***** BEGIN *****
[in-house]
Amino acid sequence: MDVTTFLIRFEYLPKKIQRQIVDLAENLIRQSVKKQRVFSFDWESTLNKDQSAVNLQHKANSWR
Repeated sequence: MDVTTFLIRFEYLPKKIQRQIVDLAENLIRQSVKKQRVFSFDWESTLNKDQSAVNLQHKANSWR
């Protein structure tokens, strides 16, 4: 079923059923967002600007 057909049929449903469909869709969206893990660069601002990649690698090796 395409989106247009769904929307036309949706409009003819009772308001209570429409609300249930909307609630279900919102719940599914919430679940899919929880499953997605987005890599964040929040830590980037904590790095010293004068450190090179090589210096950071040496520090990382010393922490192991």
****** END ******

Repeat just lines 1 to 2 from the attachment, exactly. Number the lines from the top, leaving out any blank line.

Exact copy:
[in-house]
Amino acid sequence: MDVTTFLIRFEYLPKKIQRQIVDLAENLIRQSVKKQRVFSFDWESTLNKDQSAVNLQHKANSWR